Inishowen, Donegal is known for its stunning coast and raw beauty yet this charming landscape still has a few surprises hidden beneath the surface. During Heritage Week visitors and locals were offered a look at a collection of artefacts from the earliest human occupation on the Shores of Lough Foyle in North Donegal. Objects were showcased in an exhibition at Greencastle Golf Club, close to where many of these ancient artefacts were found, see below.
Stone Tool Exhibition At Greencastle Golf Club, Inishowen, Donegal
Over a number of years a local man, Brian McNaught, has found and gathered hundreds of flint objects from the bays along the coast at Greencastle. This significant collection grabbed the attention of not only locals but renowned archaeologists Peter Woodman and Kieran Westley. Following the discovery of this amazing collection, a series of archaeological digs took place in 2015, near the sixth hole at Greencastle Golf club and in the adjacent bay.
Mr Westley spent two years digging pits on the shoreline and under shallow waters along the bays. This became Ireland’s first in depth survey and excavation of an underwater prehistoric landscape. The submerged area at Eleven Ballyboes is among the earliest sites to produce a vast collection of objects created by the first hunter-gatherers that inhabited Ireland in the Mesolithic period, around 7000 BCE.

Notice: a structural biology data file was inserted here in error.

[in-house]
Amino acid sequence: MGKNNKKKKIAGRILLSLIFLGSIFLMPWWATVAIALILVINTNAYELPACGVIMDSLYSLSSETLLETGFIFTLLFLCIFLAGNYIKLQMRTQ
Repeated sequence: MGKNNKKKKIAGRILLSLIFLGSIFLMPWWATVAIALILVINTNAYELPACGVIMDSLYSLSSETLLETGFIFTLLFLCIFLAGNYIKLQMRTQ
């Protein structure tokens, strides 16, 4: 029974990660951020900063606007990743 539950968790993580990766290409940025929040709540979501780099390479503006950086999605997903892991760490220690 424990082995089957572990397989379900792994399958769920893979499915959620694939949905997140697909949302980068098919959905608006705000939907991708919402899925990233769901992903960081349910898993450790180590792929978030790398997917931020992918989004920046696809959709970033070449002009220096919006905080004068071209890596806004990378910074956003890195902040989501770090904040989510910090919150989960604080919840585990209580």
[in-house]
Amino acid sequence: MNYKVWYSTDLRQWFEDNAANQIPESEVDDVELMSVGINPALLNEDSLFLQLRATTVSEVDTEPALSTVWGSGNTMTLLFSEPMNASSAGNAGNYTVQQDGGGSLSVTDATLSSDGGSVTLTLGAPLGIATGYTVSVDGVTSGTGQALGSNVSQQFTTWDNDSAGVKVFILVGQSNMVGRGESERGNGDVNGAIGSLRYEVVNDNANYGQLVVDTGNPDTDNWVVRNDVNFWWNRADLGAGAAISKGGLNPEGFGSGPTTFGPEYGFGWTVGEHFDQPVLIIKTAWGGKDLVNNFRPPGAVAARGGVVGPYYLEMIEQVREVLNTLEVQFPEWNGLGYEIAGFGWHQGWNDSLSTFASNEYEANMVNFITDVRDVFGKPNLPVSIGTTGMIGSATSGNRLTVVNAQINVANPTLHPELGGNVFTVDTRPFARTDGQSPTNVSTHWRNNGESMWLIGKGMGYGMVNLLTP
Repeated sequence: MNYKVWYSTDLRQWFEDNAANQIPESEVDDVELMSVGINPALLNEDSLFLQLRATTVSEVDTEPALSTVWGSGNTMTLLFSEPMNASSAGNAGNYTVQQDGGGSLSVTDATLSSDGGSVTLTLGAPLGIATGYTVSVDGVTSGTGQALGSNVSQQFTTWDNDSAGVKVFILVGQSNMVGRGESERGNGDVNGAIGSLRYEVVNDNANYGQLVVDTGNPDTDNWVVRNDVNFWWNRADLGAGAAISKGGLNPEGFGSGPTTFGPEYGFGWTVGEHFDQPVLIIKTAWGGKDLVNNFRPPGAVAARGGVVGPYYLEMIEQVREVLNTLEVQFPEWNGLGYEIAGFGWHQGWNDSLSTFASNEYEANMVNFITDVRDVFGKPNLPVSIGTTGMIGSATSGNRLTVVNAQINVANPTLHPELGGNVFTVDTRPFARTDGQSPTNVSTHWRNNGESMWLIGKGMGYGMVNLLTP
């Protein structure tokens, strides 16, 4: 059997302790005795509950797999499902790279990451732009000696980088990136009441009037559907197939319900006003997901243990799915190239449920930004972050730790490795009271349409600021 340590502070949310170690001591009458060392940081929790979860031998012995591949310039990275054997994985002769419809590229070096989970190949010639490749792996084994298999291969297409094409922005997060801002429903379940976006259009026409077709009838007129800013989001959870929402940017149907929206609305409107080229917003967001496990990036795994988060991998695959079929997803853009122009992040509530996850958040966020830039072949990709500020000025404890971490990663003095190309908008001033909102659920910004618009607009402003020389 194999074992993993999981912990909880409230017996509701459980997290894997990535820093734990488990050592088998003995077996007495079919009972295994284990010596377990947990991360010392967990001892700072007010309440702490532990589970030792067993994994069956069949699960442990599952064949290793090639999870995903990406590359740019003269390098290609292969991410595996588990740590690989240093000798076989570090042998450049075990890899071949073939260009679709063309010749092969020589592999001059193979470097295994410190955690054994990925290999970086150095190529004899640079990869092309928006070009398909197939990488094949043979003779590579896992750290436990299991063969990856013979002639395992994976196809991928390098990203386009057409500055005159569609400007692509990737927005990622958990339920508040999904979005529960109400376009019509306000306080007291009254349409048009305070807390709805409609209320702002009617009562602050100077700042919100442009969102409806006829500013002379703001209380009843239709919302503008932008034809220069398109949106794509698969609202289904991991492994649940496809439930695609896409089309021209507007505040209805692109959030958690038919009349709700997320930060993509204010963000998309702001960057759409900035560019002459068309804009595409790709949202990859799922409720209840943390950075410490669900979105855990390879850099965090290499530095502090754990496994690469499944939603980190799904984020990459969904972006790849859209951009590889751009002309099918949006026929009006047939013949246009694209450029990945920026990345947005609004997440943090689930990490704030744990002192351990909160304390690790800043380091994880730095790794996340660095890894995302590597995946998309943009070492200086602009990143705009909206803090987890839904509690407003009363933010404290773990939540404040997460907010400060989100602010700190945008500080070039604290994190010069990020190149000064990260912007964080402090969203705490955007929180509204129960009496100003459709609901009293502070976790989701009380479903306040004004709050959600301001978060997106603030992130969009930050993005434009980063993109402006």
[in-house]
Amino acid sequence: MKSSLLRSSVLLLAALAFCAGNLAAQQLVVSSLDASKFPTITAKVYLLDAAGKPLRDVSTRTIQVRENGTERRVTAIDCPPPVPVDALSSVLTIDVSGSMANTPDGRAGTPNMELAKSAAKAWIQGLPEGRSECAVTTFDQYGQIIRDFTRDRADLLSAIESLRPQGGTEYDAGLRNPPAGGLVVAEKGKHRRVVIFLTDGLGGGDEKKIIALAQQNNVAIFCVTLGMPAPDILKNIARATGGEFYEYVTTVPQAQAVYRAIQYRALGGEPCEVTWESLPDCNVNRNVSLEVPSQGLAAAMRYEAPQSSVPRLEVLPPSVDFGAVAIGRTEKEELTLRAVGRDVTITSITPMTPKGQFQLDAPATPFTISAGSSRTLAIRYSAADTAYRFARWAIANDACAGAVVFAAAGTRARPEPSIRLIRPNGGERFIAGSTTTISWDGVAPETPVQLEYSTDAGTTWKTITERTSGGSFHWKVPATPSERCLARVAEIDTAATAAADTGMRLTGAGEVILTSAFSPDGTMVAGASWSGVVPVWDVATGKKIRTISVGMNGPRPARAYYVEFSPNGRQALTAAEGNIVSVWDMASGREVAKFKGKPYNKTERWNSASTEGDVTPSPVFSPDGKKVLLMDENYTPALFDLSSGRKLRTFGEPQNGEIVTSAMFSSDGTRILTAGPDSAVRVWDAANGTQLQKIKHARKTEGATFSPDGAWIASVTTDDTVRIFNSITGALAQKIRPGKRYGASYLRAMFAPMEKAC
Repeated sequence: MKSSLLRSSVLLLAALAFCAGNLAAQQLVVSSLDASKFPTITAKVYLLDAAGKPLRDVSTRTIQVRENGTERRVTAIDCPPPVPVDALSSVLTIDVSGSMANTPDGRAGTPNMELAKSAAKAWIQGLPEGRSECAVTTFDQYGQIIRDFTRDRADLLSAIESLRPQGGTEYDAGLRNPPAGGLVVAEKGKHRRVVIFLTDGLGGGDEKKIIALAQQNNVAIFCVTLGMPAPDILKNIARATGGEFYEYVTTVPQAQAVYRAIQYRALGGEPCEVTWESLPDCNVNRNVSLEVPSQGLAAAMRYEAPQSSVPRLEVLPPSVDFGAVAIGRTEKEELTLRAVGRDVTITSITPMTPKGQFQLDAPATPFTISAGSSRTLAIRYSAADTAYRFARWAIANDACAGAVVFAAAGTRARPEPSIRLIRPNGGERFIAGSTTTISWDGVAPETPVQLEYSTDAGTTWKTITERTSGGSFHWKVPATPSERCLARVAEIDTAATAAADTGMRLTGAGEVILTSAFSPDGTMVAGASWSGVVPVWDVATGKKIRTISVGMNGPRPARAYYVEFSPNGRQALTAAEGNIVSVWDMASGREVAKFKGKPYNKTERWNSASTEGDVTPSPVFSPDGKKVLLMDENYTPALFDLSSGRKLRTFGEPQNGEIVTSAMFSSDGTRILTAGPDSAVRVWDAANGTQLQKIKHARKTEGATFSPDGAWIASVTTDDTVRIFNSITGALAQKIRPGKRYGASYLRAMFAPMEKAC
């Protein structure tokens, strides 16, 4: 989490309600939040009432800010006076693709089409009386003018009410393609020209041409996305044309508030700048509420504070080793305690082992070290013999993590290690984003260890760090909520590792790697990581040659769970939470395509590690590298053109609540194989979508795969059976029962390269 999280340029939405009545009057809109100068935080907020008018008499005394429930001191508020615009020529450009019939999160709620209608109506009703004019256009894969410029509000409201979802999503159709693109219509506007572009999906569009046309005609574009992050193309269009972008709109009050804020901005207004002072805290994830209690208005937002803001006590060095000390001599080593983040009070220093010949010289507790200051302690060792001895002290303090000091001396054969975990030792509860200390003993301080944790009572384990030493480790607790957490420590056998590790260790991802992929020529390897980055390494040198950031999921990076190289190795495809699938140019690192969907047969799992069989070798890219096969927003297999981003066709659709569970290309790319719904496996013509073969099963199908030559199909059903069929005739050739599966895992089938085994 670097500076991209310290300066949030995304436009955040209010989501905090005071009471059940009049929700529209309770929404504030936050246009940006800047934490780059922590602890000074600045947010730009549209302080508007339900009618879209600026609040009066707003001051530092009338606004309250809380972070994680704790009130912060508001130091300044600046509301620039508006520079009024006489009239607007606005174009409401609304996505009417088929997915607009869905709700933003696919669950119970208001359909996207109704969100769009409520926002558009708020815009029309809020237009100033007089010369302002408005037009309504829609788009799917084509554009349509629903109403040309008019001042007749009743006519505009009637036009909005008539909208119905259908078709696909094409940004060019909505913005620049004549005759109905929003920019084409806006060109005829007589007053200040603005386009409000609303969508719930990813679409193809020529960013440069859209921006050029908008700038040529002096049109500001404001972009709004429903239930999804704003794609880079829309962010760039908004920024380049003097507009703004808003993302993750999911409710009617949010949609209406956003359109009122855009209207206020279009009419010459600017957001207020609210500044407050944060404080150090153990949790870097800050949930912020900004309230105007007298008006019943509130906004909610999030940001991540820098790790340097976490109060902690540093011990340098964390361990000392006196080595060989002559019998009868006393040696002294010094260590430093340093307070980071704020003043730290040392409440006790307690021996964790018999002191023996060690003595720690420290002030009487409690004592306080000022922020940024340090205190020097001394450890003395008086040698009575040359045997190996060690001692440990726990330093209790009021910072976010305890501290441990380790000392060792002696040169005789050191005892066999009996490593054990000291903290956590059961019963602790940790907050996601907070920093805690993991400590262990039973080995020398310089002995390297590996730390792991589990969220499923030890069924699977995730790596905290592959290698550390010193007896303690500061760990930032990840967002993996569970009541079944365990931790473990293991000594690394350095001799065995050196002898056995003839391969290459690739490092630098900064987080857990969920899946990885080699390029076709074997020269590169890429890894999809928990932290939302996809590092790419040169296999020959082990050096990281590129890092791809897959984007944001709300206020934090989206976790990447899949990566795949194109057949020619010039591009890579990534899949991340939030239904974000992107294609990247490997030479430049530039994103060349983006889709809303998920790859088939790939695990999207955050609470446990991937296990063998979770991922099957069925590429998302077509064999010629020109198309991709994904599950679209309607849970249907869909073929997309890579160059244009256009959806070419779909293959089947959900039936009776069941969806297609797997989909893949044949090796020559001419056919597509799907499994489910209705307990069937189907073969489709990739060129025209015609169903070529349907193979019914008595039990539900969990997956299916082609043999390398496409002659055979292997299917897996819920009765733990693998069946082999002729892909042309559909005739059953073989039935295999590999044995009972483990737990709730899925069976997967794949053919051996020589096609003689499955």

Approximately 1,500 flint objects were uncovered from the area which include; axes, blades and flakes. Deposits of peat and wood have also been found and radio carbon dated to the Prehistoric Period. Finds from Inishowens earliest inhabitants are now in the care of the Inishowen Maritime Museum in Greencastle where they will be displayed for a number of weeks.
Inishowen is rich in cultural heritage; finds like those uncovered at Greencastle remind us that we have so much more to discover.Heritage In Inishowen
Inishowen Maritime Museum and Planetarium